Africa, global south should act now on disaster risks reduction

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Dr. Tendai Mhizha, the Secretary-General of the Health Harm Reduction Conference has urged the Global South, with a particular focus on the African continent, to take appropriate action to address challenges hindering sustainable development.

Dr. Tendai Mhizha

She made the remarks during the second edition of the African and first edition of the South-South Health Harm Reduction Conference underway in Morocco under the theme, “Health in Africa: Water, Environment and Food Security.”

Dr. Mhizha said Africa should not be where it is today given the fact that it has many resources, a rich culture, excellence, and human capital potential for development.

“We cannot sit back and explain why things are the way they are. We need to gather together and form a new reality as we have indeed gathered here today. This conference speaks volumes about action, problem-solving, dreaming, and striving for a better tomorrow for ourselves where we are powerful, self-sufficient, thriving, and reaching our full potential.

“I have dedicated my life to the Global South with a particular focus on the African continent. In that time I have seen that value and prosperity in a Western sense is based on money. But I believe that the richness of the African continent goes way beyond money and in order to develop the continent we need to also see the value in human potential, culture, the issue of sovereignty, belief systems, and quality healthcare. We need to understand that Africa is steeped in natural resources and nature which plays a critical role in the global ecosystem,” Dr. Mhizha said.

The development proponent urged Africa to focus on human capacity building, especially at the nexus of digital transformation and innovation.

“Africa has traditionally lagged in technology and then leapfrogged, as we did with cellular telephony. My hope for Africa is that with South-South cooperation we can use collaboration and technology to leapfrog into a new reality of equitable universal health access and health harm reduction for all. Right here on the soil on which we stand at the invitation of King Mohammed of Morocco may God assist him, is the example that the rest of the continent hopes to follow,” she added.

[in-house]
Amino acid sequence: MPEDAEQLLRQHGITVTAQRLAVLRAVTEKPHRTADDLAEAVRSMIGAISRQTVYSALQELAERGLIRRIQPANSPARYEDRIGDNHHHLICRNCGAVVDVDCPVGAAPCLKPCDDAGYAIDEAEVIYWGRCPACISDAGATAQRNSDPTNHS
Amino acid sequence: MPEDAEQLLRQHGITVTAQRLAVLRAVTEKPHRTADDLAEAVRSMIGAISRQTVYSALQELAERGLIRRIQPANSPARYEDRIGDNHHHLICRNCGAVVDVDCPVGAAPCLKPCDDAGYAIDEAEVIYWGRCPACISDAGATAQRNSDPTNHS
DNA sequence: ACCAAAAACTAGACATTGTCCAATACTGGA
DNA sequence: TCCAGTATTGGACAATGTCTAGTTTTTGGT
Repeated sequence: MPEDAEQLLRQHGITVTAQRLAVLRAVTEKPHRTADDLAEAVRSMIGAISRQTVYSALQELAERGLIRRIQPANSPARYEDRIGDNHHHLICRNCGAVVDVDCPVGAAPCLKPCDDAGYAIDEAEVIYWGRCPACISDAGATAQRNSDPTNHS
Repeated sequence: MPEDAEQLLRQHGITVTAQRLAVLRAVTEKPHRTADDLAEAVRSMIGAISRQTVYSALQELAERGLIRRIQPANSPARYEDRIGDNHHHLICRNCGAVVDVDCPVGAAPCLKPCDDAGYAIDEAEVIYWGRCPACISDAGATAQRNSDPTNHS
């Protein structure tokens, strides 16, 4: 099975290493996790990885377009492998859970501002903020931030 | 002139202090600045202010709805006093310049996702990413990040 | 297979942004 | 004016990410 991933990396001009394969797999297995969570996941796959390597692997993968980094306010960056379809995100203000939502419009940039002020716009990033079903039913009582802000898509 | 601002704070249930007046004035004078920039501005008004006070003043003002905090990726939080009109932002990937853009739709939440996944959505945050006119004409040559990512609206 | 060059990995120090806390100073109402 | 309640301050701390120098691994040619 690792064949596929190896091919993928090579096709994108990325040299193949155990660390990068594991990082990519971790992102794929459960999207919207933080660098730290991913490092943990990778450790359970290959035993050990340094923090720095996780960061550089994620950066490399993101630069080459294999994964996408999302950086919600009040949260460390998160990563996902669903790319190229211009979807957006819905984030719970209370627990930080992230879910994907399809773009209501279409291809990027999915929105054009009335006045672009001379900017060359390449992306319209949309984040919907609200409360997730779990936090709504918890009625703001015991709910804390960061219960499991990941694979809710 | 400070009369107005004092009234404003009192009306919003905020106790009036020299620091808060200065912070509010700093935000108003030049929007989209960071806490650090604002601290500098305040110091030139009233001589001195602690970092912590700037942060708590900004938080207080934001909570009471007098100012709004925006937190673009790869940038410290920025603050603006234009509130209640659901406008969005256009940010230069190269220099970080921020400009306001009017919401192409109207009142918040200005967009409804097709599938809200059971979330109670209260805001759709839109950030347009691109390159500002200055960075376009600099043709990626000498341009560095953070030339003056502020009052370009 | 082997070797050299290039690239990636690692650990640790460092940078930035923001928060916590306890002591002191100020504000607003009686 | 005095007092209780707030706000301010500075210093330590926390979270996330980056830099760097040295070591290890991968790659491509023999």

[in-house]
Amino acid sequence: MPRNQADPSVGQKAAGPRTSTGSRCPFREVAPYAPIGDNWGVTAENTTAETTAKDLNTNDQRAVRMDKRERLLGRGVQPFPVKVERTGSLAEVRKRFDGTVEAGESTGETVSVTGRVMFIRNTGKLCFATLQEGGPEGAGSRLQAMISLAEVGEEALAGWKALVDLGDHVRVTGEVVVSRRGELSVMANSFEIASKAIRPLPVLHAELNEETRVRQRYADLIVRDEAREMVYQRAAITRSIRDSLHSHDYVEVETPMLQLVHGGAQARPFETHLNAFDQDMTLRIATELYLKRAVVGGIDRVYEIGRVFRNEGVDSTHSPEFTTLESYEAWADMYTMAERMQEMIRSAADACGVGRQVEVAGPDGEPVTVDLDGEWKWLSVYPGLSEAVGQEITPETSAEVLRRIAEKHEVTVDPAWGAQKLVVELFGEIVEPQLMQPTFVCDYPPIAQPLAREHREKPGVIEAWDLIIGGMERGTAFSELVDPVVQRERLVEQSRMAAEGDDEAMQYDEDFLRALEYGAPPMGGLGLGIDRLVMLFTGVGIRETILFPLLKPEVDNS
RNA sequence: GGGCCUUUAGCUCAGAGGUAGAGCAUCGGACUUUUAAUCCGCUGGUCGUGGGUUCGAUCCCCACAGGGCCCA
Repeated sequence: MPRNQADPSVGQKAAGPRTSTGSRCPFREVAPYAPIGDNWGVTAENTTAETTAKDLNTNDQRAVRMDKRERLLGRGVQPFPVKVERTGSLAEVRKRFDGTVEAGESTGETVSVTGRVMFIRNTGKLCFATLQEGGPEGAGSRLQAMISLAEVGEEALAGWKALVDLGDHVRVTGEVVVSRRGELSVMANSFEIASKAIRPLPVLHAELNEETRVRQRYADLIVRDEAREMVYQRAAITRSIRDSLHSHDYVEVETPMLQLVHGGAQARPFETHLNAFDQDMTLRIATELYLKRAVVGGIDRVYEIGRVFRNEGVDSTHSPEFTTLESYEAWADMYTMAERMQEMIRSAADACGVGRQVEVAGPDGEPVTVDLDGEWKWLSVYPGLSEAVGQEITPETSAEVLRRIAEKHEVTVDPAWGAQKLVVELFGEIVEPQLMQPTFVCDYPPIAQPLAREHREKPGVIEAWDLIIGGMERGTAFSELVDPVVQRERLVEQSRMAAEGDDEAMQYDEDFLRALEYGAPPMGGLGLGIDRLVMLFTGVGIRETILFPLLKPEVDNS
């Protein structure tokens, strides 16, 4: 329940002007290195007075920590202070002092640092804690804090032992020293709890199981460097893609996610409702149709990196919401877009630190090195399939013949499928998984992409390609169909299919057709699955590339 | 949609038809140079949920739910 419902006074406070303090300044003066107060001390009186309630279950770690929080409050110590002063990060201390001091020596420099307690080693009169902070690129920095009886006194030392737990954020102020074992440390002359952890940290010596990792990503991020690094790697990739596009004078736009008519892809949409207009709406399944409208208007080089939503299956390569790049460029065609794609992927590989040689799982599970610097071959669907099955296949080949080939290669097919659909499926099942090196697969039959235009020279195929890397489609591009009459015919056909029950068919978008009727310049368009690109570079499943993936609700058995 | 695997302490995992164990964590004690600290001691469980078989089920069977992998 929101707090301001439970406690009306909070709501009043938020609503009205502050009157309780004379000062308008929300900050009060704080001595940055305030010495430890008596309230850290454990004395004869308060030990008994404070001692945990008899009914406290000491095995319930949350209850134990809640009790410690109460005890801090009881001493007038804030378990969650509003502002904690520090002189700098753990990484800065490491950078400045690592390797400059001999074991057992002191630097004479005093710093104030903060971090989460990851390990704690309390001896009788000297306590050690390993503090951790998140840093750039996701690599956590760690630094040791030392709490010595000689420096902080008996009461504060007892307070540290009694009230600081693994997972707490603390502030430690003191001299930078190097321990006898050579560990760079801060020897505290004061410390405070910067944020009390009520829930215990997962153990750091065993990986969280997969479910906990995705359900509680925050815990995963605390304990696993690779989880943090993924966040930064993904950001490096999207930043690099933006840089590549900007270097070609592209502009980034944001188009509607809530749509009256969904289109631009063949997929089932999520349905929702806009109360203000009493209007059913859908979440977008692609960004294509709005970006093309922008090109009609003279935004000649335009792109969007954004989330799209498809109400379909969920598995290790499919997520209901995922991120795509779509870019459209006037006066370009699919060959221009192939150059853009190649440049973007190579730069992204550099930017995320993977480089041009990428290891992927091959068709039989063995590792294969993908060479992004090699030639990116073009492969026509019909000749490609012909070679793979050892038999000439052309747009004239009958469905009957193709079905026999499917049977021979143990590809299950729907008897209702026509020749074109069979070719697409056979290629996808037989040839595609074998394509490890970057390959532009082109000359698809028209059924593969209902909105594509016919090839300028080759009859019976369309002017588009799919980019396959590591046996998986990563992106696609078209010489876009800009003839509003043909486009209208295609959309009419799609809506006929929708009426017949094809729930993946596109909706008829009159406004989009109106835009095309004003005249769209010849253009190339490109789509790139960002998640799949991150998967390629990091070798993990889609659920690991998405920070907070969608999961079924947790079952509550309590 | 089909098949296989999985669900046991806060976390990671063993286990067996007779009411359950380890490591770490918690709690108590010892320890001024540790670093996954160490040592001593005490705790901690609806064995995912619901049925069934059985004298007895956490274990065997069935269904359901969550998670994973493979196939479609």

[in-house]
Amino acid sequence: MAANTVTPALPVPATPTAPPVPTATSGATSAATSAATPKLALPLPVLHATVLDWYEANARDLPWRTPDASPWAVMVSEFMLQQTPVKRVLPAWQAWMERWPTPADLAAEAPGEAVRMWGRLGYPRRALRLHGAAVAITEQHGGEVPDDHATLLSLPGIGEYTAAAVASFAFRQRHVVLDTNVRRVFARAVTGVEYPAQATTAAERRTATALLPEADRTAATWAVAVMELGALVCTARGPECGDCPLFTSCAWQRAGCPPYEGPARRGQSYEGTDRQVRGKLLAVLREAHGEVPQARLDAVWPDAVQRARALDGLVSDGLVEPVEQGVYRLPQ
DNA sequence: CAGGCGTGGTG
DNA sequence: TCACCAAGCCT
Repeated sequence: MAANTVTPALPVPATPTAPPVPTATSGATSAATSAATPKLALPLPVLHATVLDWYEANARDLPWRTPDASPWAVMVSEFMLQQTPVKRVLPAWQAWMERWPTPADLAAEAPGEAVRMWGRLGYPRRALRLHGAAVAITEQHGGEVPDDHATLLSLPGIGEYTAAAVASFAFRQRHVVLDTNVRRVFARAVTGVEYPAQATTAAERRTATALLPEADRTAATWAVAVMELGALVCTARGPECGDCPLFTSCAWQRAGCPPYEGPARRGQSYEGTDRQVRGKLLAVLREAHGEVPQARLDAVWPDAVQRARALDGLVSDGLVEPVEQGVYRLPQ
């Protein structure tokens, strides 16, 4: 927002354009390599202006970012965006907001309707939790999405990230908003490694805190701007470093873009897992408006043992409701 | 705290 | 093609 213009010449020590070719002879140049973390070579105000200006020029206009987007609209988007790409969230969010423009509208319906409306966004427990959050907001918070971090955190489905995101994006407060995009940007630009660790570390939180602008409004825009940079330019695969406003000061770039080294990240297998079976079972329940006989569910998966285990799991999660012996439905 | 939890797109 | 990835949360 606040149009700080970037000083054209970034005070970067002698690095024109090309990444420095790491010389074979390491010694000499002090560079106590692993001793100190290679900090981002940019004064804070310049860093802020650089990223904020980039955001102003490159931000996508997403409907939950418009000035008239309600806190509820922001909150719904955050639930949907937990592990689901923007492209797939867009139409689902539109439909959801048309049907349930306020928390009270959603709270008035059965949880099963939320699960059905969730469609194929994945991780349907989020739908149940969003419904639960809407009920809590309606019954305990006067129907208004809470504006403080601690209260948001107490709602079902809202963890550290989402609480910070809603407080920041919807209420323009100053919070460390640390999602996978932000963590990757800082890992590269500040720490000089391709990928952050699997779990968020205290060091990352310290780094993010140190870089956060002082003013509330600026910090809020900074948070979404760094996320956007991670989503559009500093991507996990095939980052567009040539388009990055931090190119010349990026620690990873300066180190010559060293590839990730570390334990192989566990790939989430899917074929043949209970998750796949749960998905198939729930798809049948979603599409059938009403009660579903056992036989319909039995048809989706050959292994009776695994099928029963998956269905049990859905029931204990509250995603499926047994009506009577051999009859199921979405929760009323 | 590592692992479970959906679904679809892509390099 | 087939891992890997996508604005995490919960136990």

She emphasised the need to achieve the shared goal of complete health sovereignty through health harm reduction in all its forms.

Addressing the same conference, Dr. Douglas Mombeshora, Zimbabwe’s Minister of Health and Child Care said it is important to link the issues of environment, water and sanitation, and nutrition and connect to health harm reduction.

“We need to look at how Africa can work towards health harm reduction using the resources we have, be they physical or human resources. We have different challenges in Africa. Each country has its own challenges and opportunities,” Dr. Mombeshora said.

Dr. Mombeshora alluded to initiatives that Zimbabwe is taking in dealing with health challenges related to the environment.

“We depend on the environment for survival. Therefore, it means the health of the people also depends on the environment, be it food production, pollution that will affect the water or the droughts that are a result of climate change. We should be talking about how we mitigate against those changes.

“The main challenge is about the outbreak of diseases. We are seeing resistant microbes and we believe some of them are due to environmental changes. But also some of them could be as a result of pollution to the environment. In the agricultural sector, for example, we are now using antibiotics to treat animals which we then feed on. Almost 60 percent of human diseases are zoonotic so there is a relation between humans and animals in terms of disease burden,” he said.

Dr. Mombeshora warned that if farmers undertreat animals by giving them some antibiotics, certain bacteria may develop resistance and this is a common phenomenon when one into rural areas or farming communities.

“Very few people give a complete dose of antibiotics so by giving an incomplete dose of antibiotics, we create resistant microbes which become very difficult to treat and those become a burden to our health. We are also seeing contamination of water bodies by agro-chemicals. These chemicals contaminate the environment and the crops that we grow in those fields where there has been contamination by certain chemicals go on to be eaten by human beings and certain diseases are picked up years later.”

As a panacea, he said there is a need for proper surveillance and monitoring of the use of antibiotics on food animals. He encouraged the monitoring of the disposal of chemicals in the environment to avoid a disease burden to human beings when they consume contaminated food.

Dr. Mombeshora underscored the importance of providing safe water for drinking. In Zimbabwe, there is an outbreak of cholera even in urban areas, which should not be the case.

The outbreak of cholera is due to poor management of sewerage disposal of waste by the city fathers. Most boreholes in the high-density suburbs have been found to be contaminated.

Cholera or typhoid is oro-fecal contamination hence the need to address water challenges. In Zimbabwe, President Mnangagwa has come up with the presidential borehole scheme which aims at drilling a borehole at every village. Under the programme, 35000 boreholes need to be drilled by the end of 2025.